Politics·CBC Investigates

National Indigenous women's organization accused of union-busting as it lays off dozens of staff

The most prominent Indigenous women’s organization in Canada is undergoing a federal financial audit where preliminary evidence of “ineligible expenses” was found, while facing union-busting allegations following a mass round of layoffs, CBC News has learned.

78 employees let go while non-profit plans boutique hotel with spa, convention centre

An Indigenous organization's CEO speaks in front of a floral backdrop.
Lynne Groulx, chief executive officer of the Native Women's Association of Canada, blames a lack of stable funding from the federal government for triggering a mass staff layoff at the organization. (Adrian Wyld/The Canadian Press)

The most prominent Indigenous women's organization in Canada is undergoing a federal financial audit where preliminary evidence of "ineligible expenses" was found, while facing union-busting allegations following a mass round of layoffs, CBC News has learned.

The Native Women's Association of Canada (NWAC), which relies on federal dollars to operate, is battling complaints filed to the Ontario and Quebec labour boards from employees, who allege they were terminated after organizing a union drive.

At the same time, NWAC is letting go of 78 employees — or roughly half its staff — as it blames the federal government for a lack of funding.

The turmoil is rocking the national advocacy organization founded 50 years ago to enhance the well-being of First Nations, Inuit and Métis women.

WATCH | Troubles face Indigenous women's advocacy organization: 

Indigenous women's rights group accused of betraying its mission

2 months ago
Duration 2:43
The non-profit Native Women's Association of Canada has laid off roughly half of its workforce as it makes plans to build businesses, which critics say betrays its mission of promoting the well-being of Indigenous women.

Former NWAC employee Crystal Semaganis said the non-profit needs a major overhaul.

Semaganis, who is from Little Pine First Nation in Saskatchewan, was hired as a knowledge keeper in 2021 to lead art workshops, conduct prayers and provide cultural support.

She said she quit in April 2023 after being tired of feeling constantly devalued.

NWAC has "become an elitist model that's so far disconnected from Indigenous women," Semaganis said.

"I would rather be poor than work where I'm treated like I don't matter."

NWAC told CBC News it's unable to comment on specific personnel issues, but added that it has a zero-tolerance policy regarding discrimination in the workplace.

Mass layoffs an 'opportunistic tactic,' complaint alleges

NWAC confirmed recent layoffs include 33 permanent staff and 45 others, whose contracts will not be renewed because of an end in program funding.

After CBC News inquired about the dismissals, NWAC issued a media release stating it's forced to cut its workforce because of the termination of a national apprenticeship program and other government-funded projects.

Employment and Social Development Canada, which funded the apprenticeship program, told CBC News it's not terminating the project because it was always scheduled to end on March 31.

In a complaint before the Ontario Labour Relations Board, the Public Service Alliance of Canada (PSAC) alleges NWAC used the sunset of the apprenticeship program to eliminate staff involved in unionizing.

It alleges NWAC terminated a number of inside organizers and union supporters, including those working on projects fully funded by the federal government for several more years.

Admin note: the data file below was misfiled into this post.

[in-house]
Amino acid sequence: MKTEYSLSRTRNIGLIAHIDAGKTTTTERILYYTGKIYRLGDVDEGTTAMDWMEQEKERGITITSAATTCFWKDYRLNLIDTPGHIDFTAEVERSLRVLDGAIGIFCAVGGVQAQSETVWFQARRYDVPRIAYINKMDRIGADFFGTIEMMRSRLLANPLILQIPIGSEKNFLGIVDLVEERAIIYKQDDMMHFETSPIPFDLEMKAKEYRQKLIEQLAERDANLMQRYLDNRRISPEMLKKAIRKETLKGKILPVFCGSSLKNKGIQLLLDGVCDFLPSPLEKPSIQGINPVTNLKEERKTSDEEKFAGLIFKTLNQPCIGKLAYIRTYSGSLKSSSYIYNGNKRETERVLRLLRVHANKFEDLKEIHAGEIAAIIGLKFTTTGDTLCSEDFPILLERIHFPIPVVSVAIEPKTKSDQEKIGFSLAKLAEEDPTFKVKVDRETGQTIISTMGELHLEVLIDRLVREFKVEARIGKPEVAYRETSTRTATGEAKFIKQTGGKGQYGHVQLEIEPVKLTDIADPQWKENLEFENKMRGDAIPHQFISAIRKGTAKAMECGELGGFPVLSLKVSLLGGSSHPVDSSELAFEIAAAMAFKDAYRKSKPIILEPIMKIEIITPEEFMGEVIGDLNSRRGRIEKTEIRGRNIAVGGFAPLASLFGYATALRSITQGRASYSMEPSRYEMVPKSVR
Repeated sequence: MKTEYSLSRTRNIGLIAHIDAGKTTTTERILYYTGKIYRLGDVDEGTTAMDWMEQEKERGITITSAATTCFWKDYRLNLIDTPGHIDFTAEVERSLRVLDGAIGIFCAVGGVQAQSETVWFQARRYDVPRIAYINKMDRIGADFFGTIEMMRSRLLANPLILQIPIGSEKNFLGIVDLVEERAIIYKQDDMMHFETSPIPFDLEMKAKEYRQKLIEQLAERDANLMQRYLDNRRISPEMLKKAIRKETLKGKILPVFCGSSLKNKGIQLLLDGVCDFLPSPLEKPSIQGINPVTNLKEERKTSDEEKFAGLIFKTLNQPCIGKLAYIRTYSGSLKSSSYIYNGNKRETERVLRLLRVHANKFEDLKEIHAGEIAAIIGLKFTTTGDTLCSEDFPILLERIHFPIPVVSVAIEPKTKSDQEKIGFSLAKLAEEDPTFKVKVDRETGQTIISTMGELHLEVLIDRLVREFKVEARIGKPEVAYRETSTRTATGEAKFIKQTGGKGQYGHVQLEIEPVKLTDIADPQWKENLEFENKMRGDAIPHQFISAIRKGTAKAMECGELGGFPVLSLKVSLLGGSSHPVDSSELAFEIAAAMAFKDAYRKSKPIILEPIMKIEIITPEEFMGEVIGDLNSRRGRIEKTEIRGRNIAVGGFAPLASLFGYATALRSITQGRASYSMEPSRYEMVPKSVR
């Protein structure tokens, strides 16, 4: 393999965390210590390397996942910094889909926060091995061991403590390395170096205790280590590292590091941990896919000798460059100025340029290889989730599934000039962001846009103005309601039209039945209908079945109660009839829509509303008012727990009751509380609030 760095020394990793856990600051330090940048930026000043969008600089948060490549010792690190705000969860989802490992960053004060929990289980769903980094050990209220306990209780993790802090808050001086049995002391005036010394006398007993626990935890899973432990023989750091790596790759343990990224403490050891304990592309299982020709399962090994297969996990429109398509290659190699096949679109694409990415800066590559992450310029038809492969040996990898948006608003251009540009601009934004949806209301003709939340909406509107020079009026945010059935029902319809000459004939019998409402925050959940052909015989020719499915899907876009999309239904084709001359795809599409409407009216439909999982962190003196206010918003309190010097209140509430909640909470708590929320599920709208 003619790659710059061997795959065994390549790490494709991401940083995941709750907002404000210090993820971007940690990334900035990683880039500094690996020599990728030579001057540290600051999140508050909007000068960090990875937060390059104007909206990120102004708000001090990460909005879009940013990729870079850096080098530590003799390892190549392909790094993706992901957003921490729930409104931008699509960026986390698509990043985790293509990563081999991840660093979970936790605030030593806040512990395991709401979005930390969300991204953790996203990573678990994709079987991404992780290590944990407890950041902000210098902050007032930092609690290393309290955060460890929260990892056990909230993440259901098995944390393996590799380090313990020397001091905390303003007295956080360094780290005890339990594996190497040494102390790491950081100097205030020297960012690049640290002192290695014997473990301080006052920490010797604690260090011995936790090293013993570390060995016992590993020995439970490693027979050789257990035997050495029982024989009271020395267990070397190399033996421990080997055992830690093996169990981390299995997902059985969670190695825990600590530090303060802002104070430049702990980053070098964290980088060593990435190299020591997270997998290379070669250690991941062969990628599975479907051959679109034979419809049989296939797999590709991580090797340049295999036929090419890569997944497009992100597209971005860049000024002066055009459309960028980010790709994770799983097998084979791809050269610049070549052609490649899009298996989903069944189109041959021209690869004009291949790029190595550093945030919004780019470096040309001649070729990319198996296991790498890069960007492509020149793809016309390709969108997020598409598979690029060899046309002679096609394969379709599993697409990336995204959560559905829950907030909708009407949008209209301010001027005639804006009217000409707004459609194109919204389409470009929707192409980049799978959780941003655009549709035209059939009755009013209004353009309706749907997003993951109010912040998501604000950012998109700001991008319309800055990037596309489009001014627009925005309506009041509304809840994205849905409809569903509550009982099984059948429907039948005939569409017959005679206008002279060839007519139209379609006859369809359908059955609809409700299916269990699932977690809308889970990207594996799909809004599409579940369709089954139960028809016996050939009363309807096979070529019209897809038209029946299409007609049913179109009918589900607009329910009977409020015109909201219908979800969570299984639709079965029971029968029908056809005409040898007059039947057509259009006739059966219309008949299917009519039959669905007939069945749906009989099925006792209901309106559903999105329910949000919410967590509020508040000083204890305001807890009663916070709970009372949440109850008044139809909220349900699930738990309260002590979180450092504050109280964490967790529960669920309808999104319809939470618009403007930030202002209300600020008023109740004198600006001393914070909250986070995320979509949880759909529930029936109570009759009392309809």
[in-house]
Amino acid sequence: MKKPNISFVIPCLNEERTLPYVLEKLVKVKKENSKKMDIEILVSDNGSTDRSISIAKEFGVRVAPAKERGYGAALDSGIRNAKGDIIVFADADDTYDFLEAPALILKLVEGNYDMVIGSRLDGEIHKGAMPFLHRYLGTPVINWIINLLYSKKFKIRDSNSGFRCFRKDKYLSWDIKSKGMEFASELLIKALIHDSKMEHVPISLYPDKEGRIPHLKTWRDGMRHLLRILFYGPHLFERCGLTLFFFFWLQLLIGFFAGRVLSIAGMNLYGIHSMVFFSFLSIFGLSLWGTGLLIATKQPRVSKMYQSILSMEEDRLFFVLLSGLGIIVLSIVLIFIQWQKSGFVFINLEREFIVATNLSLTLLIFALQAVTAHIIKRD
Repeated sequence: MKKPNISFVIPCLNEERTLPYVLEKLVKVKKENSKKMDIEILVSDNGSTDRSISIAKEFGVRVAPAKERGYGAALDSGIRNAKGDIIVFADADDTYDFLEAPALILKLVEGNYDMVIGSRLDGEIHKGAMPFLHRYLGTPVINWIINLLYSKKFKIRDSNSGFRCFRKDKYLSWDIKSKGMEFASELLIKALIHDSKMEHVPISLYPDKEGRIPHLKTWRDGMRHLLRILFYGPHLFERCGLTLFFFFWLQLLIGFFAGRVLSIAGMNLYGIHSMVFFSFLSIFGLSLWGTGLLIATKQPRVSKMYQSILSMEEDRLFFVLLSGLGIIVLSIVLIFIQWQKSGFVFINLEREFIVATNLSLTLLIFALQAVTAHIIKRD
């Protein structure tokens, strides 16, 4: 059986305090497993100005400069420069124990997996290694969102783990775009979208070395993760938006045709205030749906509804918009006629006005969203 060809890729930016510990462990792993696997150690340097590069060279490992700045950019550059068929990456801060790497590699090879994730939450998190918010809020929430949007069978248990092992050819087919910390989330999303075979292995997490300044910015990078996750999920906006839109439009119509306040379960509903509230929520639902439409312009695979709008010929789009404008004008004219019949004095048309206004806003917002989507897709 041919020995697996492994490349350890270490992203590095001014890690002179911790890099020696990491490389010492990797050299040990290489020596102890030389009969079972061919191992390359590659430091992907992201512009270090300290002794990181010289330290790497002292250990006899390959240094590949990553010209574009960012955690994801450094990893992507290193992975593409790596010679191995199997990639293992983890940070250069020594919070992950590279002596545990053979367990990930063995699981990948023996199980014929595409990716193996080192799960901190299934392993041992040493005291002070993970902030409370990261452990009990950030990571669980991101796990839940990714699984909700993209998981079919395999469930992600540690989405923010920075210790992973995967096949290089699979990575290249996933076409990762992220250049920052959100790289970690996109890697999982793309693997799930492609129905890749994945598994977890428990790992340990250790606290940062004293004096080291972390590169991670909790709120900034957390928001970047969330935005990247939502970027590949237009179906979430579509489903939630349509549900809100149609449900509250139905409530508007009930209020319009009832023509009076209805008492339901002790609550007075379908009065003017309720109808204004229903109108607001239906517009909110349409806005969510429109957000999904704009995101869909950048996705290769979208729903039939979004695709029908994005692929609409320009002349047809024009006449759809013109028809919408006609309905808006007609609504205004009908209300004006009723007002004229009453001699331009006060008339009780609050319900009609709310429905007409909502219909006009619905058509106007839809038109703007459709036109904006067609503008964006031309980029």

"The mass layoffs planned by the employer are an opportunistic tactic," the complaint alleges.

Quebec's labour board received three similar complaints, along with an application for union certification, which was also filed in Ontario.

WATCH | 'It's supposed to be advocating on our behalf': 

Concerns NWAC straying from its mandate

2 months ago
Duration 0:52
Mi'kmaq lawyer Pam Palmater says the Native Women's Association of Canada shouldn't be planning a boutique hotel.

The Ontario complaint says dismissal notices began in February, one month after employees started a union campaign.

It further alleges NWAC opposed PSAC's application to create a bargaining unit because all but one of the employees who would be in the unit received a layoff notice.

PSAC declined CBC's interview request.

"If those allegations are true … then it sounds like a classic case of union-busting," said Mi'kmaq lawyer Pam Palmater.

NWAC denies the allegations.

In a statement to CBC News, the organization said it respects staff's right to organize and will respond to the complaints.

NWAC accuses employees of acts of sabotage

CBC News spoke to more than a dozen current and former NWAC employees who said they want to unionize because of high rates of turnover and fear of reprisal from management.

"Having a union would add a layer of protection for the staff so that they were able to voice their concerns without the fear of being terminated," said one insider who CBC News is not identifying because they fear retaliation.

Since the layoffs began, CBC News has learned NWAC recently placed an undisclosed number of staff under suspension with pay for an investigation "concerning acts of sabotage."

After CBC reached out for comment, the organization didn't elaborate on what's implied by "acts of sabotage," but confirmed it appointed an independent investigator to look into the matter.

NWAC said its projected revenues are dropping by $39 million — from $49 million in 2023 to $10 million this year — because it's losing 24 projects.

Lynne Groulx, the association's chief executive officer, declined CBC's request for an interview.

"While we understand the frustration of the staff and their right to make their complaints, at the same time, it is unfortunate that their frustration is not directed toward the government of Canada," Groulx said in a statement to CBC News.

"Some have decided to retaliate by spreading misinformation to impugn the reputation of NWAC."

36 of 50 NWAC projects audited

The labour strife comes as an ongoing audit by Crown-Indigenous Relations and Northern Affairs Canada (CIRNAC) and Indigenous Services Canada found evidence NWAC used federal funds in ways that were not approved, according to September 2023 internal NWAC memos obtained by CBC News.

The memos don't say what the alleged ineligible expenses are. But documents say the audit focused on 36 of 50 projects the federal department funded, which NWAC called heavy-handed.

"A more typical number of audits is two or three per year," one of the memos said.

The documents show the federal department threatened to freeze the association's core funding.

NWAC said preliminary audit findings contained errors, which it feared could lead to misinformation, and sought clarification.